On the Practicality of Reason
Marco Rubio has been in the news recently for equivocating on the age of the Earth:
I’m not a scientist, man. I can tell you what recorded history says, I can tell you what the Bible says, but I think that’s a dispute amongst theologians and I think it has nothing to do with the gross domestic product or economic growth of the United States. I think the age of the universe has zero to do with how our economy is going to grow. I’m not a scientist. I don’t think I’m qualified to answer a question like that. At the end of the day, I think there are multiple theories out there on how the universe was created and I think this is a country where people should have the opportunity to teach them all. I think parents should be able to teach their kids what their faith says, what science says. Whether the Earth was created in 7 days, or 7 actual eras, I’m not sure we’ll ever be able to answer that. It’s one of the great mysteries.
Translation: “I can’t have science which contradicts fundie beliefs! I’m running for president, for Pete’s sake!”
A lot of apologists for this kind of young-earth creationism try to make it seem like there is no real-world impact for denying the science on this. A lot of people who know science disagree, saying that, for example, believing evolution is false will have a real impact on a student’s understanding of biology and other aspects of science.
However, it is sometimes hard to see exactly how that works. After all, most people don’t learn enough about biology or science in general for the difference between believing or not believing in science to have any real impact on their lives. As a result, the effects of fundamentalist denial of science remains distant.
One conservative, not necessarily religious, form of science denial is starting to break through to people’s lives: the denial of climate change. Seeing Rhode Island-sized chunks of ice break off the polar caps every other month are one thing, but storms the size of Hurricane Sandy now pounding our shores on a regular basis have made things even more plainly obvious.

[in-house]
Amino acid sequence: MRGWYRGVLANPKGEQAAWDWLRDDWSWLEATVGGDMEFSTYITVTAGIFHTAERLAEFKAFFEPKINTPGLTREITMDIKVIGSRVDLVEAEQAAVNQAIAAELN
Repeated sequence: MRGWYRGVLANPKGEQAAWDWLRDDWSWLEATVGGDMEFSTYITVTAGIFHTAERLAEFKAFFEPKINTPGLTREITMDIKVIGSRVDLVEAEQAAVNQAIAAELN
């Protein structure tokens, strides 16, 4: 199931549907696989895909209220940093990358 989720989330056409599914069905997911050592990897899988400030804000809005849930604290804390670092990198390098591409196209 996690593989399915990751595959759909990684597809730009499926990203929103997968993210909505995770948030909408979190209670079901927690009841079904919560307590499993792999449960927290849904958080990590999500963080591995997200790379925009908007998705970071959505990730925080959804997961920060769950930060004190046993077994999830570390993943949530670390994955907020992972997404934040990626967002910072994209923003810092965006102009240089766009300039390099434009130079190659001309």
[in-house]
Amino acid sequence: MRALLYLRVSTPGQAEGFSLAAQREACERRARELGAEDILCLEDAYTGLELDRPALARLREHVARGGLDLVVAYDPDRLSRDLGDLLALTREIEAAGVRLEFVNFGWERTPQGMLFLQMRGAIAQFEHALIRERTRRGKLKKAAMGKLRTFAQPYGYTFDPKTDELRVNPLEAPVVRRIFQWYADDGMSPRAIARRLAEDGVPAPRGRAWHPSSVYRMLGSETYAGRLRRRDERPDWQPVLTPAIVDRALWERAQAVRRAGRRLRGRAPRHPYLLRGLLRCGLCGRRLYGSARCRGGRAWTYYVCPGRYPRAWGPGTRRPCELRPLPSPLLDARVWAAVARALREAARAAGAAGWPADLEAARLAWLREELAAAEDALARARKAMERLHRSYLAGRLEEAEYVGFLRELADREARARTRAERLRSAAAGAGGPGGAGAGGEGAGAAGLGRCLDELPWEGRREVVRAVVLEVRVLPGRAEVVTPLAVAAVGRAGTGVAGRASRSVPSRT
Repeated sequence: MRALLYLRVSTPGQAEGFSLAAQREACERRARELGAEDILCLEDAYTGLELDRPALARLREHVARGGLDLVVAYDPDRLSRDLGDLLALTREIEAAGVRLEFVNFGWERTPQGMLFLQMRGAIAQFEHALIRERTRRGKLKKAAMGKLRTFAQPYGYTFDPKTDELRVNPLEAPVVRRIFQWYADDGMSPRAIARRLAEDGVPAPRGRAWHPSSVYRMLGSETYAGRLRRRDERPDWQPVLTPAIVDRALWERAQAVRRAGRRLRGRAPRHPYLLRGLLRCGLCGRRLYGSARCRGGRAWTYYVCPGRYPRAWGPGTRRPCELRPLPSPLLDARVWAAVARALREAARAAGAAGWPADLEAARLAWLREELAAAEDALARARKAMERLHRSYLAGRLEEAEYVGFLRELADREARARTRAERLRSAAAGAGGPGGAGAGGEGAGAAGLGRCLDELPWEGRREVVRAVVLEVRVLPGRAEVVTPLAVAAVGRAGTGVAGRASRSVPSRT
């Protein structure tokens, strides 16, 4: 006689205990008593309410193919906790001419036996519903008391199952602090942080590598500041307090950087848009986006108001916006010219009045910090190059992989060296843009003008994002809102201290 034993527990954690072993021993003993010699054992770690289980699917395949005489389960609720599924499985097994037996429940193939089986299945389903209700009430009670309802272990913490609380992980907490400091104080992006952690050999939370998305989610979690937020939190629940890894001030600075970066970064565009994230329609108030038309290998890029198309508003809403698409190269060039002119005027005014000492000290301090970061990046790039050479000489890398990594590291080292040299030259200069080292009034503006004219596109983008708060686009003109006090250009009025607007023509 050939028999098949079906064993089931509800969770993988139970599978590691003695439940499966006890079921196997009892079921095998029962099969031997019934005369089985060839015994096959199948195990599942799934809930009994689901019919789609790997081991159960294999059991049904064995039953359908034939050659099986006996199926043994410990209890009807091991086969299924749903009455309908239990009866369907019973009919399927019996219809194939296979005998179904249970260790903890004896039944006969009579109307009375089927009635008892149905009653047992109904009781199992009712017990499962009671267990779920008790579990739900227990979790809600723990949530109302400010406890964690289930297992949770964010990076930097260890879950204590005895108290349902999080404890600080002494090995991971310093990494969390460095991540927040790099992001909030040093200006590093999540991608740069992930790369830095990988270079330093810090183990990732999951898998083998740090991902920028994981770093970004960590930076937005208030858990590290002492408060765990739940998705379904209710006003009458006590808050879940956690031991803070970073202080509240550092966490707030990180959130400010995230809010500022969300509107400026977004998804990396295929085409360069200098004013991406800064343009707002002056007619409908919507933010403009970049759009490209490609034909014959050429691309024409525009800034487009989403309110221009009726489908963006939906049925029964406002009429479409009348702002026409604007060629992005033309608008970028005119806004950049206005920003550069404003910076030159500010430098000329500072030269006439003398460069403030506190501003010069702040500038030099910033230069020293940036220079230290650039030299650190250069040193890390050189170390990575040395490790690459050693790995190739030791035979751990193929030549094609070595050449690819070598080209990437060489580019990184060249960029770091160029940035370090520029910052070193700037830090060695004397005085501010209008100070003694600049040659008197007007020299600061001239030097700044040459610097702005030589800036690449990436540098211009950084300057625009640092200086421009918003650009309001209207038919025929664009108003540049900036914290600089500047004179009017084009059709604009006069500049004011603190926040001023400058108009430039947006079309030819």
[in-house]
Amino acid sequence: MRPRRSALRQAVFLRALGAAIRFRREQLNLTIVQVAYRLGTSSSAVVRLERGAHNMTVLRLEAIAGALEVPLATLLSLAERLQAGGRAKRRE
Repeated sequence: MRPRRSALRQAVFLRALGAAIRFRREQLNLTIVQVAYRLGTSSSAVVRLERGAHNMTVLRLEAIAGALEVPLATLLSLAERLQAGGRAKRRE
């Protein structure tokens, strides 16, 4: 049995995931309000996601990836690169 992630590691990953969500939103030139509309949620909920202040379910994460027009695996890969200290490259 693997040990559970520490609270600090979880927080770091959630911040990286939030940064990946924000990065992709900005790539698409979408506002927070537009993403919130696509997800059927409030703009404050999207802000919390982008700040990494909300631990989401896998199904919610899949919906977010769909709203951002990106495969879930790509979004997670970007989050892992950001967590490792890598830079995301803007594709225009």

But what about the age of the universe? The age of the Earth? How does that effect us on a daily basis? Paul Krugman took a stab at it recently, noting: “If you’re going to ignore what geologists say if you don’t like its implications, what are the chances that you’ll take sensible advice on monetary and fiscal policy? After all, we’ve just seen how Republicans deal with research reports that undermine their faith in the magic of tax cuts: they try to suppress the reports.” In essence, denying science begets denying facts, an excellent point in light of current and recent conservative beliefs, policies, and actions.
However, that is still indirect, and therefore relatively difficult for many taken in by the fundie narrative to internalize. How can we state in more concrete terms that denying the science on the age of the Earth as well as a variety of fossil life consistent with that age has real-world impacts? How can we show in better kick-to-the-gut terms that accepting evolution is in fact an important thing?
One attempt was antibiotics, and how the microorganisms we fight with them are rapidly evolving, making more and more of our medicines ineffective. However, fundamentalists have a workaround: that kind of evolution, the kind we can observe in real life, we’ll call that “micro-evolution,” which yields only small changes in organisms over short periods of time, and accept it because it can be consistent with a young earth; but it is different from “macro-evolution,” the kind which says all life evolved over billions of years. Have you ever seen a giraffe evolve into a hippo in a laboratory? No? Then I will smugly not believe in this “macro-evolution” kick you’re on because you have no evidence that is easily digestible in sound bites a layman can discern without trying too hard.